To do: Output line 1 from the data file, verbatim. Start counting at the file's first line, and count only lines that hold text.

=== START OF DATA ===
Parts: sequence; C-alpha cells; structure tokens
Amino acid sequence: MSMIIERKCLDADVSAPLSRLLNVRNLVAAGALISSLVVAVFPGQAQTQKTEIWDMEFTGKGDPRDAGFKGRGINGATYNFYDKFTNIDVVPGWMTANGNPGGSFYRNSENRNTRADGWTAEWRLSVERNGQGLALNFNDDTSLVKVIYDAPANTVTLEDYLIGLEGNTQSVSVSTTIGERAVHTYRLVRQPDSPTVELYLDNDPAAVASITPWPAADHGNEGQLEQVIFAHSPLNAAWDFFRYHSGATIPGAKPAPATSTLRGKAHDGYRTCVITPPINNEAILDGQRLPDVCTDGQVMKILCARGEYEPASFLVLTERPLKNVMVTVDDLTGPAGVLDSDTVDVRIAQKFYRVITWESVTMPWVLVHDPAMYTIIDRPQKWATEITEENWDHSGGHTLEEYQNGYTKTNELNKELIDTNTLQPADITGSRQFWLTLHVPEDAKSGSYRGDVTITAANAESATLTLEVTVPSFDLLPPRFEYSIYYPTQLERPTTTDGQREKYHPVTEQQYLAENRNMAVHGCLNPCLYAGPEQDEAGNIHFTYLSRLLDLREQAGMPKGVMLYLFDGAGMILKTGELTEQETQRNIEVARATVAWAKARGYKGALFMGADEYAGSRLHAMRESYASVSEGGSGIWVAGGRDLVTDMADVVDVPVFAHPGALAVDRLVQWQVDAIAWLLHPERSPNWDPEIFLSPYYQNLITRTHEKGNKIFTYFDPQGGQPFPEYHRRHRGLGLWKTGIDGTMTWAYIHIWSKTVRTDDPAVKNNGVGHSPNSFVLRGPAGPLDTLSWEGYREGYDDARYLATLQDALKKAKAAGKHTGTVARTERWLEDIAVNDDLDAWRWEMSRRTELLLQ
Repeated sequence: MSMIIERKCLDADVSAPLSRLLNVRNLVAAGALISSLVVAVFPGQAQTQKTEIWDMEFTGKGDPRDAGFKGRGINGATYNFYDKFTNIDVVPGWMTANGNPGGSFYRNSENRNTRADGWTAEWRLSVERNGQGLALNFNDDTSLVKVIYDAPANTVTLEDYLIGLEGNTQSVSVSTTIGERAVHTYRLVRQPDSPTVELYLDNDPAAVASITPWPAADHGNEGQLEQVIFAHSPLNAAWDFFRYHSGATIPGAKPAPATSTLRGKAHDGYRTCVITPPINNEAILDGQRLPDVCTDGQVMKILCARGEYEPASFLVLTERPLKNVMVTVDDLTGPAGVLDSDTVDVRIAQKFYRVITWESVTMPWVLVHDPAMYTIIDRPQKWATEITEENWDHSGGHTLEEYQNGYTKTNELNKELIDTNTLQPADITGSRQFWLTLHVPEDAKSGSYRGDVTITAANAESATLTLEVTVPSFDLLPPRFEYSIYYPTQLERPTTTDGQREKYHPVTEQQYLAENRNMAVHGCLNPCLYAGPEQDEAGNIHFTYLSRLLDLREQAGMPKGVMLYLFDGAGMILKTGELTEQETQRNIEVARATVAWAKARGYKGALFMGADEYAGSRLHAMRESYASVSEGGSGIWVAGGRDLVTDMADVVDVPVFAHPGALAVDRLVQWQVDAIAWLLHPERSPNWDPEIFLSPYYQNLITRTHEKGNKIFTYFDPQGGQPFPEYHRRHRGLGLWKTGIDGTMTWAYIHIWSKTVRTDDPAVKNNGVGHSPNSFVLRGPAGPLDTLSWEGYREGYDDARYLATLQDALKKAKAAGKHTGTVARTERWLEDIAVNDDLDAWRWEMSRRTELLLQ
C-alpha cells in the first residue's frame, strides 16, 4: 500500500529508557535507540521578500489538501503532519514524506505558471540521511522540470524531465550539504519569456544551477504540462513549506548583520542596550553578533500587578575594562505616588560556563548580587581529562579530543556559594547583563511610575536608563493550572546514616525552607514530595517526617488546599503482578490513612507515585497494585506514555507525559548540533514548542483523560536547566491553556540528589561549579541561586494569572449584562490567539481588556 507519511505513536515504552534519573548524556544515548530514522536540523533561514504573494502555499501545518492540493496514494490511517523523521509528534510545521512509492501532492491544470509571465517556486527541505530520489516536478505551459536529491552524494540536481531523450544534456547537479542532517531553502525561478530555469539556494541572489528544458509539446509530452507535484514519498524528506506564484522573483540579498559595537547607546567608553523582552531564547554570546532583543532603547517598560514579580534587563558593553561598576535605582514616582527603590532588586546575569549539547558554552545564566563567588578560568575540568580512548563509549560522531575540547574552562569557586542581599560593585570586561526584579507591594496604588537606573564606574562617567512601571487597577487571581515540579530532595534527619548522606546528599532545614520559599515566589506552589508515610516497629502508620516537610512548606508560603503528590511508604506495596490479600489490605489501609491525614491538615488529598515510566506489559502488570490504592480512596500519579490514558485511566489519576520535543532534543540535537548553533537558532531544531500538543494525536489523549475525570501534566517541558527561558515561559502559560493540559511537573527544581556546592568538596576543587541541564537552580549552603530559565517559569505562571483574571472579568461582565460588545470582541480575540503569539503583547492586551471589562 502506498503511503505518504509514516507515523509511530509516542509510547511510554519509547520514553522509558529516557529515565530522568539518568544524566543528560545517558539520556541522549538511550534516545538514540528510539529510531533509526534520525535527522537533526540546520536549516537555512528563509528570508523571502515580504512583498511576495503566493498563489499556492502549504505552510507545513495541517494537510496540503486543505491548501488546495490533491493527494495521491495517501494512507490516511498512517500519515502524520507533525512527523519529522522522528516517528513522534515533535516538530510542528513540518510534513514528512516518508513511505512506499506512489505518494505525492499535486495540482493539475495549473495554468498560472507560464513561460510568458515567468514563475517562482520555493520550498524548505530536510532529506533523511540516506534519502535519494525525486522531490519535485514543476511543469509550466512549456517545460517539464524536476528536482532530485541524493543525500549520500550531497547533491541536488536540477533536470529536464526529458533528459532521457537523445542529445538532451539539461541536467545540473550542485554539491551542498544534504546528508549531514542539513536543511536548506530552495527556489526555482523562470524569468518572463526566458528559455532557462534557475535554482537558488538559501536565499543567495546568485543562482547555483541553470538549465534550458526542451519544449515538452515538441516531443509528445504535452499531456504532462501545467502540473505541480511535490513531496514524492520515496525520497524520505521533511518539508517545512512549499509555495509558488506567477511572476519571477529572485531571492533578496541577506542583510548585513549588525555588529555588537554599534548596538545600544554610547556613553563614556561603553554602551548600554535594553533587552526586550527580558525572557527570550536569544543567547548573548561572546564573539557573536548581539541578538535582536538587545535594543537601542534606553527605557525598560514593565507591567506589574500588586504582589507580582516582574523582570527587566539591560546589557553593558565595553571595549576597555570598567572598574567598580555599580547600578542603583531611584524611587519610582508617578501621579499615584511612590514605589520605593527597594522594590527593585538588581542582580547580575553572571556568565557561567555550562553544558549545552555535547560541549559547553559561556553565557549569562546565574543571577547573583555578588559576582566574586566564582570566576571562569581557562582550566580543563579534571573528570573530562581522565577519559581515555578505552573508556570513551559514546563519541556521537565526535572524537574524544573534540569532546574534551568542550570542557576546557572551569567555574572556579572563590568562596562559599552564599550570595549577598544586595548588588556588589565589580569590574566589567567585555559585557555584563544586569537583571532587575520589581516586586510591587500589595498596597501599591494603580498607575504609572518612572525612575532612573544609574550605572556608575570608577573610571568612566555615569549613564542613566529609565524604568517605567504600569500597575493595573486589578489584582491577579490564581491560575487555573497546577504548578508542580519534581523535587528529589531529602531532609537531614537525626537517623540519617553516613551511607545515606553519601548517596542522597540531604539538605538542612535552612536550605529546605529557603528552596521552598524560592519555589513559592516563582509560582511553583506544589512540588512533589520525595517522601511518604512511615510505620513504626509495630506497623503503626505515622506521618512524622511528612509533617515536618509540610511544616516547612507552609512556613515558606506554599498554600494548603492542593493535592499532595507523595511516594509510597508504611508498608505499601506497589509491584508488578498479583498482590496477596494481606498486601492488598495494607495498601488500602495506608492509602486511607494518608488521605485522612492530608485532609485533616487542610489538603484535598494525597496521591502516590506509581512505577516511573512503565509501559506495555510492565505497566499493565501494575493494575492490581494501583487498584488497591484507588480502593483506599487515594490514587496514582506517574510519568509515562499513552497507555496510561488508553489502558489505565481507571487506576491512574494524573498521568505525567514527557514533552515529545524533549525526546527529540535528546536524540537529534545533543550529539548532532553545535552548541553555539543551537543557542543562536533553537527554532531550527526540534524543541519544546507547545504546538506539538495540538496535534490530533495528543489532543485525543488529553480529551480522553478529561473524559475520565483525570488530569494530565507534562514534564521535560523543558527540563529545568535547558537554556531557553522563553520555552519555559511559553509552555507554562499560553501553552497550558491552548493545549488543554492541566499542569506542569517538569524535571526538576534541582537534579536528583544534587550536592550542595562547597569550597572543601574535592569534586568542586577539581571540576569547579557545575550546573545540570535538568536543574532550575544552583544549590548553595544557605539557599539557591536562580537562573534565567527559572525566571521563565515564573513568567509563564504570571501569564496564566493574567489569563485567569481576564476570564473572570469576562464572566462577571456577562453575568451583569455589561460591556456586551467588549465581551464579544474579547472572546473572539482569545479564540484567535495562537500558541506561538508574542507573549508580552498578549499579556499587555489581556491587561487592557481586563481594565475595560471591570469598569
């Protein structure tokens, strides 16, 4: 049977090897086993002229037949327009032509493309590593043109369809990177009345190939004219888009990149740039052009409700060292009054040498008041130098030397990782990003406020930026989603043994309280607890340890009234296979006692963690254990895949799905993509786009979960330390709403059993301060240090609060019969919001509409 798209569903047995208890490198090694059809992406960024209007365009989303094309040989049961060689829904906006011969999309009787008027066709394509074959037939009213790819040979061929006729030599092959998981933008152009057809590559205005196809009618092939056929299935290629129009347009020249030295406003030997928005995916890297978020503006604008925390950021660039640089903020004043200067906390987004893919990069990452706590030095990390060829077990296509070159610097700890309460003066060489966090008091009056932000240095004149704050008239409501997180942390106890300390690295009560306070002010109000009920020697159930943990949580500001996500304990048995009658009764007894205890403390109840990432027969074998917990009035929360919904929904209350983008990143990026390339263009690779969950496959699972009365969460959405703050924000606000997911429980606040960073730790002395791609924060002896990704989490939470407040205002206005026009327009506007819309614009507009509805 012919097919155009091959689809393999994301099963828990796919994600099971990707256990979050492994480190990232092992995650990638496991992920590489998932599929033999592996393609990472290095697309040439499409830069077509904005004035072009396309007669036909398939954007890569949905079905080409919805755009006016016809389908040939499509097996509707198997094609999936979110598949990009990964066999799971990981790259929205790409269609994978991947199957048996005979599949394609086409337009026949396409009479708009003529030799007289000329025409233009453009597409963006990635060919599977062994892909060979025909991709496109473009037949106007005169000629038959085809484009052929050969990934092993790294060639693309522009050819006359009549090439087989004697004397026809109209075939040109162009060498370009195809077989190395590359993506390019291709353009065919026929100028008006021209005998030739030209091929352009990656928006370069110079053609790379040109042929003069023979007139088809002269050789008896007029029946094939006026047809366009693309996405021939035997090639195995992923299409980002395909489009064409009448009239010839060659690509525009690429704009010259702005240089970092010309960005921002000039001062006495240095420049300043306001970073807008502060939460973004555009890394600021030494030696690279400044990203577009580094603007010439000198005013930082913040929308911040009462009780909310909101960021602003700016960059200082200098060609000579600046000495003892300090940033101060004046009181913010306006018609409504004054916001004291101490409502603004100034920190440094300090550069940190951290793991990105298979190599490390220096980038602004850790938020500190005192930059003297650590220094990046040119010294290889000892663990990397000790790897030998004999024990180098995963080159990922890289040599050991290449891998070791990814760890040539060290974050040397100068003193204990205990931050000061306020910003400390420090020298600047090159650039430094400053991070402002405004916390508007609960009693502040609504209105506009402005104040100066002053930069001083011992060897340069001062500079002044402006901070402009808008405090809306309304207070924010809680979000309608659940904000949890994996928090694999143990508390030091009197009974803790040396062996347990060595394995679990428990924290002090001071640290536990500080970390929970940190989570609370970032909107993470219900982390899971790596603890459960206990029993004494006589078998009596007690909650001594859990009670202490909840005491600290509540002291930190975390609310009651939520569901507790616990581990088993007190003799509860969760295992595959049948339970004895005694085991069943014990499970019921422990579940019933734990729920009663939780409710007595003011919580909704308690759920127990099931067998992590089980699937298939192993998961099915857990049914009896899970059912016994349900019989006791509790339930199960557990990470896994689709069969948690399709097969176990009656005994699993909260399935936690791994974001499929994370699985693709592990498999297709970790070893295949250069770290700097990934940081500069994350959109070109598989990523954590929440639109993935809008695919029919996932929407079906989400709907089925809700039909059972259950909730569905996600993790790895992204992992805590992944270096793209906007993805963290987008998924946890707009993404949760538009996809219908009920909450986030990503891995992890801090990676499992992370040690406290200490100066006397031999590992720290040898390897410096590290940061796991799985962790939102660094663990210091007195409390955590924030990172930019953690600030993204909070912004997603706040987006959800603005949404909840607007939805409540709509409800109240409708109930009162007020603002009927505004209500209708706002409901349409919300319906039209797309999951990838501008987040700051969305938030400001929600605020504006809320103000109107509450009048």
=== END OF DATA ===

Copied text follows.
Parts: sequence; C-alpha cells; structure tokens